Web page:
Only to be faced with the UK’s sudden imposition of new restrictions on travel to Spain, one of the country’s longest established sherry producers has opened a new hotel in the southern city of Jerez. Housed in 150 years old former winery workers’ cottages, the Hotel Bodega Tio Pepe is opposite the Alcazar and cathedral. The property has 27 rooms, a pool with views of the historic centre, a fitness centre, restaurant and bar and a garden, where guests can take breakfast or an aperitif, opening on to Calle Ciegos. The property will also offer tours of the winery and vineyard – and tastings.

  • Concorde alpha foxtrot

    Concorde Alpha Foxtrot (courtesy Bristol Aerospace Museum)

    Aerospace Museum to reopen

    2 months ago

    Aerospace Bristol, home to the last Concorde to fly, is to reopen on 1 August, with a one way “flight path”. Tickets must be booked in advance and the number of visitors will be limited. Visitors will be able to step aboard the supersonic airliner again, and look into the cockpit, but they will have use hand sanitiser when entering and leaving the cabin and wil be required to wear masks. Them museum explores the history of the Bristol Aeroplane Company, its role in two world wars, plus the space race and the latest aviation technology. It will be open from 10am until 4pm, Wednesday to Sunday. Visitor services manager Rachel Chivers says: “We’re fortunate that the museum is situated in large, spacious aircraft hangars. There’s lots of space between the exhibits and an easy-to-follow one-way route, which will allow people to enjoy a family day out while maintaining safe social distancing.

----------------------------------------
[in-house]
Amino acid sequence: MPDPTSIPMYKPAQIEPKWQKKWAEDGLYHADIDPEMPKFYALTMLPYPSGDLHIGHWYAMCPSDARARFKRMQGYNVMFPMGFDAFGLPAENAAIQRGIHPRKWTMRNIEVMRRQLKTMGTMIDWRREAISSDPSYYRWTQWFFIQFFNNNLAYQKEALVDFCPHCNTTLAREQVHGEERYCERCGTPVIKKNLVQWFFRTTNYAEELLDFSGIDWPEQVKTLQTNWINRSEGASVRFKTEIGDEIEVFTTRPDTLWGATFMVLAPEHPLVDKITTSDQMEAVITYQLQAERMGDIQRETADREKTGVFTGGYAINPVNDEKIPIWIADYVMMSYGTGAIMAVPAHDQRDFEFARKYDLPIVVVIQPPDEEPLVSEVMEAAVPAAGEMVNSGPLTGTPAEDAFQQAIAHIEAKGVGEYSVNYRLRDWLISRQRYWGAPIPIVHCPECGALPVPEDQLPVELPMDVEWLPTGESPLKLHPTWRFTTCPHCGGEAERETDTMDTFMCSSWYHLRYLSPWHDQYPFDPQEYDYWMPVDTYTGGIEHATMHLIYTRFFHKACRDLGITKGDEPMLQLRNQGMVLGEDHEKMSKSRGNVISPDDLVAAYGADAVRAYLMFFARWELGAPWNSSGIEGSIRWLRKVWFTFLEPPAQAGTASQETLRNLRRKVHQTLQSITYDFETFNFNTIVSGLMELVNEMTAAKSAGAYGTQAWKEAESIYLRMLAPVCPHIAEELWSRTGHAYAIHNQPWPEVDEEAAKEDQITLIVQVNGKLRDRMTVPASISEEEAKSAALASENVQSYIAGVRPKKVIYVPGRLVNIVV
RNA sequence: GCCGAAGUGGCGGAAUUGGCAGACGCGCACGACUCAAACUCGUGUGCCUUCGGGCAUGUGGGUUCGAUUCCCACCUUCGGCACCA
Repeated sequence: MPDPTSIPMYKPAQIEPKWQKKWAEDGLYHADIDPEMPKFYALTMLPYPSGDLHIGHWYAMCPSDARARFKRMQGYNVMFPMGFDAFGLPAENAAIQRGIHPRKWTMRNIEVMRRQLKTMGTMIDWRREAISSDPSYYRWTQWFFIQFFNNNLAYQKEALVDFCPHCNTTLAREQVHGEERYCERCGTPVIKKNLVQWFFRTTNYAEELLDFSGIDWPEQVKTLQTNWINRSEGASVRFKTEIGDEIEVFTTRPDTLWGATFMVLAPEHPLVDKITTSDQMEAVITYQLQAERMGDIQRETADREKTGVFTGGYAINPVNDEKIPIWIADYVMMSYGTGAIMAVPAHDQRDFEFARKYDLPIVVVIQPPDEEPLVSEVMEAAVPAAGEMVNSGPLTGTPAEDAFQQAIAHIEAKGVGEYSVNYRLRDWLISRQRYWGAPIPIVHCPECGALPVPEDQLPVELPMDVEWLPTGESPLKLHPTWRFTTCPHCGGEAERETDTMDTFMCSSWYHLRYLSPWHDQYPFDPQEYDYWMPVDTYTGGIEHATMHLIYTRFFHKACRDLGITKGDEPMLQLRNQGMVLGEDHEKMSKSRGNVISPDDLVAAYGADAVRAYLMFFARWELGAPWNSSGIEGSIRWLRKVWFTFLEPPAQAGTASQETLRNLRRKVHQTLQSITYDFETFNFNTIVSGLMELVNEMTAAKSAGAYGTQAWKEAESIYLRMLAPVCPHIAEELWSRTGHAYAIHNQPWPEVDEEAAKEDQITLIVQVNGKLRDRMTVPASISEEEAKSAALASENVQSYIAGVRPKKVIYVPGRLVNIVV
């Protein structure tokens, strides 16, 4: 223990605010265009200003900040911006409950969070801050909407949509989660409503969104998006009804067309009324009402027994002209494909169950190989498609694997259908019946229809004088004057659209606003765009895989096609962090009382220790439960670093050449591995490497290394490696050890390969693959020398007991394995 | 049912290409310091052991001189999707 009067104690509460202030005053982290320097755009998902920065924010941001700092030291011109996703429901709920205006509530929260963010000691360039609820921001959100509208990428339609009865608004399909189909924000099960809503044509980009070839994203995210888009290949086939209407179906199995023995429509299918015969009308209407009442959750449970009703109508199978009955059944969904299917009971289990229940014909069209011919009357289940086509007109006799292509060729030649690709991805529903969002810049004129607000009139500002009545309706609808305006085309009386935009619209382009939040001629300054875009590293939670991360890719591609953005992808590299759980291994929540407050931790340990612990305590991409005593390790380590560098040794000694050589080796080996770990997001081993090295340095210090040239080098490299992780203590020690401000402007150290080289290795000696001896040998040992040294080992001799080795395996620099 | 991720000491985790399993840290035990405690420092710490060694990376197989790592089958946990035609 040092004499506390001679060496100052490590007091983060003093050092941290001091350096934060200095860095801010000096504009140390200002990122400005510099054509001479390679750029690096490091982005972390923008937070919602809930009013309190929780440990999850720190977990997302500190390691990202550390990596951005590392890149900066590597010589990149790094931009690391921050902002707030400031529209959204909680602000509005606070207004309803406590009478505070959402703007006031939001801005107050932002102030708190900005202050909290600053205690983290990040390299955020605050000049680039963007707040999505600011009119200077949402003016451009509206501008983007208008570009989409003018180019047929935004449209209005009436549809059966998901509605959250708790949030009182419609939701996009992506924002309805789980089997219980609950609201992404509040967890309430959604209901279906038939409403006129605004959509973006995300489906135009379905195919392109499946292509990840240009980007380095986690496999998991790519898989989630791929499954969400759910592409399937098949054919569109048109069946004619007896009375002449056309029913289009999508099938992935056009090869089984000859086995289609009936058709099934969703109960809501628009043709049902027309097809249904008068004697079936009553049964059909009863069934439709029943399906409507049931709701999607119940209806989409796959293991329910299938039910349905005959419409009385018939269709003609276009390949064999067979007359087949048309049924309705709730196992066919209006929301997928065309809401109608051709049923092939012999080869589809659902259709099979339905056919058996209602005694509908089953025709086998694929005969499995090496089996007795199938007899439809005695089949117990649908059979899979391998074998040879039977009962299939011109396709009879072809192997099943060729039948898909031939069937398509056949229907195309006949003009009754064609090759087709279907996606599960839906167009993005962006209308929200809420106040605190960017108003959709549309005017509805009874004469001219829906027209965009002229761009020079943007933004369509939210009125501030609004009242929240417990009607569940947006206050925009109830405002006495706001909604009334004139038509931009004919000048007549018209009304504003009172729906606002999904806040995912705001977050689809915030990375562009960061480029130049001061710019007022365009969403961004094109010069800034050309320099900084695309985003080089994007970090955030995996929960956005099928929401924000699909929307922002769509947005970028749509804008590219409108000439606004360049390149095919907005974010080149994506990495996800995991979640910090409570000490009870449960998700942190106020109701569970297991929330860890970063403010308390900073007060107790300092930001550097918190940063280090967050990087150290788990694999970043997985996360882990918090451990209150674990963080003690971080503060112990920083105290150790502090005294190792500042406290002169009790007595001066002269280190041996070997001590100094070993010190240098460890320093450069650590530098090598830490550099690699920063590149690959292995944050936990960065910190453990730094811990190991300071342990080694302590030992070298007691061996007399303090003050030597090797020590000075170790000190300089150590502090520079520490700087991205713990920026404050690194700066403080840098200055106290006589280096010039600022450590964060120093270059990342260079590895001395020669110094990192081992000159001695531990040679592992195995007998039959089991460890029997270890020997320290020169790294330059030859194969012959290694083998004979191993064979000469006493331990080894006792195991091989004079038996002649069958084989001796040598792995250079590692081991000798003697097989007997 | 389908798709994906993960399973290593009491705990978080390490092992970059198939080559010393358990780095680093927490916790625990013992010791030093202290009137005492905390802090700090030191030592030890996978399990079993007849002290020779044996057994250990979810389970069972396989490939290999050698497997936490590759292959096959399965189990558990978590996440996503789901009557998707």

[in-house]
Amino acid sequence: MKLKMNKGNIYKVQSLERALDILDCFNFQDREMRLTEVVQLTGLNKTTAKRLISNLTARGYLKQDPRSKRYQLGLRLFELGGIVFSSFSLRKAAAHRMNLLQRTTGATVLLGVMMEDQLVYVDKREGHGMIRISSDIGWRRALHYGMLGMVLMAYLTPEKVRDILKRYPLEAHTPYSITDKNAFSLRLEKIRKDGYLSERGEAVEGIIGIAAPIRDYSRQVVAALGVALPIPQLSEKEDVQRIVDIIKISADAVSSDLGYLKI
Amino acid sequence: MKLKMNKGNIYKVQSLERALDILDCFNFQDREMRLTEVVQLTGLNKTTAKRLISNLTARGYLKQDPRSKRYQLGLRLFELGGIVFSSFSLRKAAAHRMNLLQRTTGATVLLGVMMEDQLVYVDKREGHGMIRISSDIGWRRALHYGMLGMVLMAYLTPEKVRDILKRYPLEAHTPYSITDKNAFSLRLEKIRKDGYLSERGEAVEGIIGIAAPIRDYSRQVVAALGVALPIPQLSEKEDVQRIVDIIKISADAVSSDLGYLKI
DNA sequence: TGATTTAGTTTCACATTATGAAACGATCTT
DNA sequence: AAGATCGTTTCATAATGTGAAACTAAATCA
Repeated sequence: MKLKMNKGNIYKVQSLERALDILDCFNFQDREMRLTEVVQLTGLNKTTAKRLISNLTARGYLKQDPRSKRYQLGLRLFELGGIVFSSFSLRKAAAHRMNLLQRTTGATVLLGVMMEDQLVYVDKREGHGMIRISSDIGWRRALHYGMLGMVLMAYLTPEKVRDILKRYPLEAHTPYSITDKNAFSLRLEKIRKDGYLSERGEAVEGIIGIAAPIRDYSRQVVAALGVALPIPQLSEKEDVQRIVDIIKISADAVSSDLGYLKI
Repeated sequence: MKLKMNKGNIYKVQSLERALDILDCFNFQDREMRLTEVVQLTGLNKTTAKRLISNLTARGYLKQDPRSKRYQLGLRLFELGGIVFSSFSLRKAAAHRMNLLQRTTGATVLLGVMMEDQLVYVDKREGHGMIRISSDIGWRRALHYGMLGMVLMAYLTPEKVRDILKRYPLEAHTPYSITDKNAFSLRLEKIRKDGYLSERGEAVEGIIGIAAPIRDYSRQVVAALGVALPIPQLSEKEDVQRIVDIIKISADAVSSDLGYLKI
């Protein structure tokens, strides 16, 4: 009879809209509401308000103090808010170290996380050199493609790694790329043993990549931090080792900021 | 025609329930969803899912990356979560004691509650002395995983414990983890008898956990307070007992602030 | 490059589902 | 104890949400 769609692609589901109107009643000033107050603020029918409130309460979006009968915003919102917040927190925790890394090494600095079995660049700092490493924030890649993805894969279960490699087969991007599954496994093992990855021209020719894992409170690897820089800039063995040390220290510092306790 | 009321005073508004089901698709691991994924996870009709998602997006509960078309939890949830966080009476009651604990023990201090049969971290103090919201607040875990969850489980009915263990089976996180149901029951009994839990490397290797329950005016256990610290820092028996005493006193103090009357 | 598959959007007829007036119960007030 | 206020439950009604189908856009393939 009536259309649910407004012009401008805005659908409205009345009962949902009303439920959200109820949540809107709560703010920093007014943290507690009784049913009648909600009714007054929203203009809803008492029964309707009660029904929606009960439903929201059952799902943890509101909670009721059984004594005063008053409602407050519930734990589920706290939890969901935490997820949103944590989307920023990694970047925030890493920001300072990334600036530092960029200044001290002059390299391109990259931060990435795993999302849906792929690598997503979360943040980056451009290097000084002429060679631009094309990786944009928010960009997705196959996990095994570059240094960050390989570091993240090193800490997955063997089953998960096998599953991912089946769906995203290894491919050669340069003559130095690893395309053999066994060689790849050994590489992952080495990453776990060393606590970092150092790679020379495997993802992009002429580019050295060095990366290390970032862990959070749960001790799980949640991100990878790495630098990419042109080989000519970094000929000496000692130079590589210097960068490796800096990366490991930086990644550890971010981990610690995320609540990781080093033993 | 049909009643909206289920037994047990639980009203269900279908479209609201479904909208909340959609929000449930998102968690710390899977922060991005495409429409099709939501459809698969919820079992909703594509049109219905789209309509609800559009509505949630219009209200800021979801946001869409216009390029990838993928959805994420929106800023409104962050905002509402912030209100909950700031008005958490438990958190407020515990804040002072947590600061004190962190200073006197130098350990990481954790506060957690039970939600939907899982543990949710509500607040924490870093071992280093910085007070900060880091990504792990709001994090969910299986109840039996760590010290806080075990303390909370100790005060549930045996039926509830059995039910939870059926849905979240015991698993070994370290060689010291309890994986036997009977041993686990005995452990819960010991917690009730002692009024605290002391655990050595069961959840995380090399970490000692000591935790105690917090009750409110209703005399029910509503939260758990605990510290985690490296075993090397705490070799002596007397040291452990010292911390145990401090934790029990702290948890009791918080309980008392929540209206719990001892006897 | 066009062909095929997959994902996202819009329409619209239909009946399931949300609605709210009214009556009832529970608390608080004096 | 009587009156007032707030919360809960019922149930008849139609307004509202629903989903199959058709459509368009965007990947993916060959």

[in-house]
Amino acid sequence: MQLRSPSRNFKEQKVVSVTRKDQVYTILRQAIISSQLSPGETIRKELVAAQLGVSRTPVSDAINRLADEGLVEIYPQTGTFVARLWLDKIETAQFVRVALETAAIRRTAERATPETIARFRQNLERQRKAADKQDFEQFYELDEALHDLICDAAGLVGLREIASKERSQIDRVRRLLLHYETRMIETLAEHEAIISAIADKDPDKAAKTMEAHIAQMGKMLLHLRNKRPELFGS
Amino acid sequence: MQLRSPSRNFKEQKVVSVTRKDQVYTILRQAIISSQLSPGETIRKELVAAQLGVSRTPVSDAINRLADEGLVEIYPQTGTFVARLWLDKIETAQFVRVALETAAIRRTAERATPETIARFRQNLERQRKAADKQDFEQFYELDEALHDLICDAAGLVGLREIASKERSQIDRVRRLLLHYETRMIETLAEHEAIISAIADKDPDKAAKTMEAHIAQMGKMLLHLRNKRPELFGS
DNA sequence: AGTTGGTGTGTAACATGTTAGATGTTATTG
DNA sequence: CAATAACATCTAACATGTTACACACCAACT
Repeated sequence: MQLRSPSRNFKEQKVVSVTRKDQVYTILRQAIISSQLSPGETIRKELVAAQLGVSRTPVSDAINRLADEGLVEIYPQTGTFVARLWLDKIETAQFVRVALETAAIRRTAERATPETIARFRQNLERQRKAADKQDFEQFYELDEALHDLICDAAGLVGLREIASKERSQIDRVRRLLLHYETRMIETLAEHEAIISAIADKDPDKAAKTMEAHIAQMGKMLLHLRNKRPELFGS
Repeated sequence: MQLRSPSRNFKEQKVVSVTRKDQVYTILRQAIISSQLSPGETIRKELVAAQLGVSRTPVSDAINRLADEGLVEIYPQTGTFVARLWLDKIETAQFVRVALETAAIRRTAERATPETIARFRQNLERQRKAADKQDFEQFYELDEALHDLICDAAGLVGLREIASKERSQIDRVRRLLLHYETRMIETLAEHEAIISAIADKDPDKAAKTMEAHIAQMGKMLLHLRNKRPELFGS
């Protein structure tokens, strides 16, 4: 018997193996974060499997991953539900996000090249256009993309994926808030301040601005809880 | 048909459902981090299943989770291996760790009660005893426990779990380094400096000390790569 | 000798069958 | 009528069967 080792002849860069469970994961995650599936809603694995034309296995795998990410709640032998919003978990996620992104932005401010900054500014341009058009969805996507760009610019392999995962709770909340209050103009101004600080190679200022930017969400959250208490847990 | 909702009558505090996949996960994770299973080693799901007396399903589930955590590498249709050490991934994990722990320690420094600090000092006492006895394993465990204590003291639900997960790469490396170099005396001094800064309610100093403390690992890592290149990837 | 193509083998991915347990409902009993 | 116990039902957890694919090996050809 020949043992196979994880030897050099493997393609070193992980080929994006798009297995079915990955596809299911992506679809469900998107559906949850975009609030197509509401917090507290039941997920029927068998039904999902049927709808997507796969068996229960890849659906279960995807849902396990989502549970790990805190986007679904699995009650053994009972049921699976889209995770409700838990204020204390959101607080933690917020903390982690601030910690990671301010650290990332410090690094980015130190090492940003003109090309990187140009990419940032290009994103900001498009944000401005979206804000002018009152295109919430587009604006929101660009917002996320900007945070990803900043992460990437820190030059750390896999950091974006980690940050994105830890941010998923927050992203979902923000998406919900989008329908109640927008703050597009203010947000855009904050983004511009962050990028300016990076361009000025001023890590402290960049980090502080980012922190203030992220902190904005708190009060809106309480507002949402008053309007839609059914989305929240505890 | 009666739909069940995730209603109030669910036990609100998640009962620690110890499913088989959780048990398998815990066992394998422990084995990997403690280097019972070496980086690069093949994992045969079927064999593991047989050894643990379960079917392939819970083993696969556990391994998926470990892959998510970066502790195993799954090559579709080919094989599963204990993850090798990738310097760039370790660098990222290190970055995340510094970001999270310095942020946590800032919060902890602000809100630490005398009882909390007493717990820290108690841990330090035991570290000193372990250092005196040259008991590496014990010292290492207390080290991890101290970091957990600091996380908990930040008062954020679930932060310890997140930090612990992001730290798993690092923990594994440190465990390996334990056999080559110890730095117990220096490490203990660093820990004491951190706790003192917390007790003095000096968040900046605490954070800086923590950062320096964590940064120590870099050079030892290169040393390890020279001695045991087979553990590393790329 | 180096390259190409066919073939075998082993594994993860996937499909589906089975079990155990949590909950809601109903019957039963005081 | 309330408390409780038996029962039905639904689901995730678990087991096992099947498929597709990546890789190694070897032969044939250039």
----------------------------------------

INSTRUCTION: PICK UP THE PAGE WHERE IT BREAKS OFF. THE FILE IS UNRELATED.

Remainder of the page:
• Caribbean

    Back to the Caribbean

    BA to launch Montego Bay flights

    2 months ago

    British Airways to operate winter services from Gatwick to Montego Bay in Jamaica from 13 October. Flights will depart from Gatwick on Tuesdays and Saturdays at 12.20pm, arriving at 5.30pm. London bound passengers will leave at 7.30pm, arriving at 9.25am next morning. Montego Bay is on the island’s north coast. BA began flying again to the capital, Kingston, on Monday. It has also restarted services to Barbados and will resume operations St Lucia and Antigua on 25 July and 1 August respectively. However. Its Caribbean flights are currently departing less frequently than they were before lockdown.